Originally Posted by Stereojeff
The labels for the 3 subwoofer curves were for convenience, only, and do not necessarily indicate which is correct. As Curt has pointed out in the other active R-972 thread, only the target curve for the subwoofer is changed. The unit should not (and must not) be re-set after updating the target curve with the subwoofer level files. Dr. David Rich, then technical editor for the Sensible Sound reported two things that are pertinent for this advanced crowd: 1. He insisted that the curve labeled +6 is actually flat--or at least was in his room. 2. He also suggested that after the data acquisition and filter construction was saved to the AVR, reversing the phase of the subwoofer(s) gave better integration between the main speakers and the sub. While I have not made any effort to compare the in-phase/out-of-phase sound, I do reverse the woofer phase as the final step in the R-972 audio calibration.
No room EQ I have tested finds the phase of the subwoofer relative to the main channels. This requires test equipment to determine if the subwoofer phase is correct. A Radio Shack meter and the Stereophile Test Disc 1 should suffice. Use the warble tone on the test disc that comes closest to the subwoofer crossover. Set the volume to achieve a reading of roughly 80dB SPL (this number should swamp room noise, but not be so loud as to require hearing protection). Note the amplitude. Now reverse the phase of the subwoofer and see if the amplitude changes. Retain the setting that achieves the higher SPL.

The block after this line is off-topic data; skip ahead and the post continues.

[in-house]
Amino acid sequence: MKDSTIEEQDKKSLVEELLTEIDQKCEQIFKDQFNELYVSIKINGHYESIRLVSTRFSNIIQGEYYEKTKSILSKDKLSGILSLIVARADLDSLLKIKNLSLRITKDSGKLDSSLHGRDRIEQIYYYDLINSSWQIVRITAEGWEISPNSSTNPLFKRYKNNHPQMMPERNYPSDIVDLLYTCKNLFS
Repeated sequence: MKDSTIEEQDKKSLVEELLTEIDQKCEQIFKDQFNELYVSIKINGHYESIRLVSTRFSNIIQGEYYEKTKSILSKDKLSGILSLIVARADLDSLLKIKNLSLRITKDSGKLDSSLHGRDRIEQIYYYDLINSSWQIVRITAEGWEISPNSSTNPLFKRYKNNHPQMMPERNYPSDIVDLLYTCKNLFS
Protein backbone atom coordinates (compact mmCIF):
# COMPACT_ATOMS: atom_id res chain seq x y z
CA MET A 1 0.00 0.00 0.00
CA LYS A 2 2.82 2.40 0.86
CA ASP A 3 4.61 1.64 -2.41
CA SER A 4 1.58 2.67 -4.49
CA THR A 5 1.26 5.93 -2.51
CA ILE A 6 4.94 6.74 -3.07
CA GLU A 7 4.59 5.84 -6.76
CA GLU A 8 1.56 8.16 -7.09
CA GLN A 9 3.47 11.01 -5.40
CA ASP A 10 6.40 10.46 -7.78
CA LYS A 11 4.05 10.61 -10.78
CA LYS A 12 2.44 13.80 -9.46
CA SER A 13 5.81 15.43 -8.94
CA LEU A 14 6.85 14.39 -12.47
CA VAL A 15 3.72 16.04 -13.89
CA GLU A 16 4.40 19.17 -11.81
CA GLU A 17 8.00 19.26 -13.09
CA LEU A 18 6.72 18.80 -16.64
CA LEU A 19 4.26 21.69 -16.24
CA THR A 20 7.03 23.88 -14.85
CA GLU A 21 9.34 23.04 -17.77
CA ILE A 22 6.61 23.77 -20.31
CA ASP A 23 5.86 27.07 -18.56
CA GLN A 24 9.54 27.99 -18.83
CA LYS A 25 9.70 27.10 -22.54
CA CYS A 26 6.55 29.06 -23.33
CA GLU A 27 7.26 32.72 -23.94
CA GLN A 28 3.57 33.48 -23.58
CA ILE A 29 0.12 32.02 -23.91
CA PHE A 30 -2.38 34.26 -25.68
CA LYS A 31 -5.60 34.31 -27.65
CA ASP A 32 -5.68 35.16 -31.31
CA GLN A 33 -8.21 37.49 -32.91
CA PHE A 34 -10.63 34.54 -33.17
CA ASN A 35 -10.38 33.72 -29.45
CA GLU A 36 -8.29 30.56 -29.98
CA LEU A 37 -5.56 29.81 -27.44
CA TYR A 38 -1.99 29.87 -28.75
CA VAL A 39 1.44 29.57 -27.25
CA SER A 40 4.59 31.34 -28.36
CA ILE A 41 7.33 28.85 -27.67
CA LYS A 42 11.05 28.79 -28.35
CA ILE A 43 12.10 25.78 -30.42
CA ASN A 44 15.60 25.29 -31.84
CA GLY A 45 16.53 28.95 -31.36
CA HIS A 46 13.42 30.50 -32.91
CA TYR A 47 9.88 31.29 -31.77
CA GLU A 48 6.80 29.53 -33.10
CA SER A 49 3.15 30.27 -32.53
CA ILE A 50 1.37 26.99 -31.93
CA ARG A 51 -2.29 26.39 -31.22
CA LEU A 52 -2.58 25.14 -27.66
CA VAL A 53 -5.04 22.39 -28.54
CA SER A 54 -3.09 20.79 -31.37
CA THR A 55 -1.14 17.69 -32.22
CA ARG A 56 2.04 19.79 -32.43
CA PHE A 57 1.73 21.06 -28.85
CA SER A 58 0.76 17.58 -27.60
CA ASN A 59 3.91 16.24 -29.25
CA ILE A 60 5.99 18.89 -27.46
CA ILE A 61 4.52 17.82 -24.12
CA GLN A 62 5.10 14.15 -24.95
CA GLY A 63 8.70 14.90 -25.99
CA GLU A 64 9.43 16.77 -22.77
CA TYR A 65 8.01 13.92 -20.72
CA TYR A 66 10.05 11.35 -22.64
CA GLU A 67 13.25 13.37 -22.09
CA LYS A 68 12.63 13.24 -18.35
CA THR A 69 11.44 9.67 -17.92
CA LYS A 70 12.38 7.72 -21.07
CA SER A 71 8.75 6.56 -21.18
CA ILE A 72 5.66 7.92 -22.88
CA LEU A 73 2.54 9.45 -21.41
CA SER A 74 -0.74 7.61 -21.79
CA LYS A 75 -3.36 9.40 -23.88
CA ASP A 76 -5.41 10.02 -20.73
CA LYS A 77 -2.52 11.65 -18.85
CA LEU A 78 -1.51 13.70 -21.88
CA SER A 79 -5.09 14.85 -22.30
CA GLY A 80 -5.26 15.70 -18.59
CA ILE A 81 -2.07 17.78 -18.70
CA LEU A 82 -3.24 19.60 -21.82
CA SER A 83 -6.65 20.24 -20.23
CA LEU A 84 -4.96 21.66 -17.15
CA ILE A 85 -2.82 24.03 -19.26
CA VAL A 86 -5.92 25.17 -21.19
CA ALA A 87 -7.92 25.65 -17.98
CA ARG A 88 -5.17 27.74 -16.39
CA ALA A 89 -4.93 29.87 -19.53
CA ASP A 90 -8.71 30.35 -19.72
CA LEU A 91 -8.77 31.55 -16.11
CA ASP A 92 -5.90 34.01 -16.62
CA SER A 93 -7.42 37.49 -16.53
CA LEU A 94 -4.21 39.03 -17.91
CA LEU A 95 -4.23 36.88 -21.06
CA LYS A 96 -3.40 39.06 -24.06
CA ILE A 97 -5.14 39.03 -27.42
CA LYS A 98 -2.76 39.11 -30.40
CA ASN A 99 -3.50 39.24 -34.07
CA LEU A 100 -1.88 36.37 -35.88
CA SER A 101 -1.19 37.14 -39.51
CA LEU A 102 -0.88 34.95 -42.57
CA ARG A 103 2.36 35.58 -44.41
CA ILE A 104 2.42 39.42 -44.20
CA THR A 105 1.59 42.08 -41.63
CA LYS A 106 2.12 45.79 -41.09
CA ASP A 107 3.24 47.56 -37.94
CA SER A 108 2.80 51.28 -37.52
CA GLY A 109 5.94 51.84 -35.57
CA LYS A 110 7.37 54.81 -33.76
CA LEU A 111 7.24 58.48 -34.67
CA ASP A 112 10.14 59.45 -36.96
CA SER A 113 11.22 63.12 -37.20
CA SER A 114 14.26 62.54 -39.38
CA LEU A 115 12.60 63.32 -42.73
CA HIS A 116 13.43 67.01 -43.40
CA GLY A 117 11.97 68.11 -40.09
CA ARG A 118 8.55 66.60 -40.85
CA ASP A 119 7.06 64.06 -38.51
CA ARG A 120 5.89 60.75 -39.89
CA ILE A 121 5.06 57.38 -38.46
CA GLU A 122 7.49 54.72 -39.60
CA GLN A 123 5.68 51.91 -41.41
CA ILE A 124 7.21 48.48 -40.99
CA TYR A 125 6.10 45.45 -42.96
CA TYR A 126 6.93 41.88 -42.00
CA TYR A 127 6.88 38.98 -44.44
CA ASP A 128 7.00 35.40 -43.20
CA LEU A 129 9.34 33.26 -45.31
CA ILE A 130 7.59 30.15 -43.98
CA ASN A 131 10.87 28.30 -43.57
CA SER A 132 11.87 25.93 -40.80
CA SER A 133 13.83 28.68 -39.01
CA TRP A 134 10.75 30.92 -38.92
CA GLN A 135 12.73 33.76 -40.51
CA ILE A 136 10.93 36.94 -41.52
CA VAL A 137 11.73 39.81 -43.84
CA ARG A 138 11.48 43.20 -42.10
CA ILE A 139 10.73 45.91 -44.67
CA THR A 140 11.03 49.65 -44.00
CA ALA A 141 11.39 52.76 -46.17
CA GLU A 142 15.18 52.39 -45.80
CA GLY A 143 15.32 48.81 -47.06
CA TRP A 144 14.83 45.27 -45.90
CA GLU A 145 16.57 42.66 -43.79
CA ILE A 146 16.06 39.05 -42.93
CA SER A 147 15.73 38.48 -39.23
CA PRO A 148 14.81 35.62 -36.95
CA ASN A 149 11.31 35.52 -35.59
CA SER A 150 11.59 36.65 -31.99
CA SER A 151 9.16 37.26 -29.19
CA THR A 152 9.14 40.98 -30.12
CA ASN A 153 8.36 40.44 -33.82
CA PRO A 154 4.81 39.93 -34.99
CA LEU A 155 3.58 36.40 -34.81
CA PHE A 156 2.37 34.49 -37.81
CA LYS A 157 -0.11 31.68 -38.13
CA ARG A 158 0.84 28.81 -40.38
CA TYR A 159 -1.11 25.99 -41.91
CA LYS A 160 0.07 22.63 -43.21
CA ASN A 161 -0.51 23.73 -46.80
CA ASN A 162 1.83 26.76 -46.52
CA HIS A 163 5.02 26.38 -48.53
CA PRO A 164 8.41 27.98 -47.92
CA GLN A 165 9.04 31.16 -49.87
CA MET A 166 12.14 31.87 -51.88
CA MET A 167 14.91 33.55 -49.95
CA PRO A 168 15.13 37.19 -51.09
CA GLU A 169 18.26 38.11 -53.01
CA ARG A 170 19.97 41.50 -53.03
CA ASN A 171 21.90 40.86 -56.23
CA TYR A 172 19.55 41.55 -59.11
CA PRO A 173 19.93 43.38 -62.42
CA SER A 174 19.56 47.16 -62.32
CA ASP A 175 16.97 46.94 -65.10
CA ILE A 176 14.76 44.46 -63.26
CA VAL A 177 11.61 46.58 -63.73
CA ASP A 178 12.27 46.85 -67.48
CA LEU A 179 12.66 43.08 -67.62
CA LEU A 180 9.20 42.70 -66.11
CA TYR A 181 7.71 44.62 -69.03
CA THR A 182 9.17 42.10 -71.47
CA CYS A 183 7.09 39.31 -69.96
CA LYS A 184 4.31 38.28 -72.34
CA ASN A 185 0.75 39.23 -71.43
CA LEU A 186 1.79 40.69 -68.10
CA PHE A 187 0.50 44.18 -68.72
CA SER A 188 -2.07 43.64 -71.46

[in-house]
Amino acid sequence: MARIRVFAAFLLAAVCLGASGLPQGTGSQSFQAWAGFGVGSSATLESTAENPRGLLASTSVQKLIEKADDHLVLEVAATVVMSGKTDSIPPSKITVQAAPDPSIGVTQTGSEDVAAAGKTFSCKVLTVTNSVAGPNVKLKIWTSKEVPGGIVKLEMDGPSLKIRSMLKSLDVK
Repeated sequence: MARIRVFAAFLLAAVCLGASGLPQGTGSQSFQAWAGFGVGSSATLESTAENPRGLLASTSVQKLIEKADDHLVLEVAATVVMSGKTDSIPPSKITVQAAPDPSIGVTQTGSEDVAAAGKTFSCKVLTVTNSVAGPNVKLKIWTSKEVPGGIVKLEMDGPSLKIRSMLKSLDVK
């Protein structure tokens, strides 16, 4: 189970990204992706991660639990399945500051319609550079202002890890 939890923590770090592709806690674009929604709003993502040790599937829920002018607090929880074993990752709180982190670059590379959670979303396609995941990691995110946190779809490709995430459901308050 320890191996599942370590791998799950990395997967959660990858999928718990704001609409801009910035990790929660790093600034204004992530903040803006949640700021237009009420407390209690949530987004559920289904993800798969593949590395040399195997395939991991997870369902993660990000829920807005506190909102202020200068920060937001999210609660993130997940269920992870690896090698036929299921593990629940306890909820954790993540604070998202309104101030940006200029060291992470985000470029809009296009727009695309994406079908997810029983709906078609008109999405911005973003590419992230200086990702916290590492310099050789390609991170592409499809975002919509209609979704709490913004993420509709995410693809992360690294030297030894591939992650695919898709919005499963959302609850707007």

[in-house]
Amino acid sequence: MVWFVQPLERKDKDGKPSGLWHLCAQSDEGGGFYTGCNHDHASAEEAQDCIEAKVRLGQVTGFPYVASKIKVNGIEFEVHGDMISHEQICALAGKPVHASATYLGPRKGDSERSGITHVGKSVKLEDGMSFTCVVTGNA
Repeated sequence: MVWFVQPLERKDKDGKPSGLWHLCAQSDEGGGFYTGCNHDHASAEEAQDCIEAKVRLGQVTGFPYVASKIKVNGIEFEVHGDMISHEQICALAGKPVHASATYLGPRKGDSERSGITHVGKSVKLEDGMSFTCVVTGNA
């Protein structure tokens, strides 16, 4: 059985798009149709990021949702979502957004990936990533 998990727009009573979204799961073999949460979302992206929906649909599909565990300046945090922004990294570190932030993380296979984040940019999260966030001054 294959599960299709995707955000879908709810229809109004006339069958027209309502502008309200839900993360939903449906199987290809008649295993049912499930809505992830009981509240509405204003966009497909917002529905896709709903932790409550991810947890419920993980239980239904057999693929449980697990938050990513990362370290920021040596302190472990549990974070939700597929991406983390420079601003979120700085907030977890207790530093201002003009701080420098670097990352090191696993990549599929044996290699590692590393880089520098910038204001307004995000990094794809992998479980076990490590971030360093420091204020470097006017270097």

The test must be done with any room EQ and is not an issue with the R-972. As an aside, the R-972 will correct any phase reversal with the main channel speakers unlike many room EQs.
To achieve optimal performance from a high-end system requires software that displays the response of your room at core listening positioning, especially in the presence of a subwoofer. I use AcoustiSoft RPlusD, which reports the Radio Shack SPL meter can be used as a microphone (OK below 500Hz). There is a calibration file for the Radio Shack meter on the AcoustiSoft site. RPlusD does have a learning curve, but AcoustiSoft's on-line documentation is a great reference. Click on the link Introducing RPlusD Modal Analyzer at the top of the home page. Other, less intensive, test systems may be available. I do not have experience with them. The simpler ones may not allow multiple measurements averaging or may do it incorrectly.
My review of the R-972 is in the Summer issue of the BAS Speaker publication (volume 33). The issue is available as a paper copy or free download on the web. To purchase the issue from the Boston Audio Society, please contact them via the website.
The publication of this review was delayed. The review was originally scheduled for Sensible Sound magazine, but it discontinued publication. I thought another magazine might publish the piece last year but that was not to be. I had to start again with BAS Speaker, which has done a superb job of presenting the figures and text.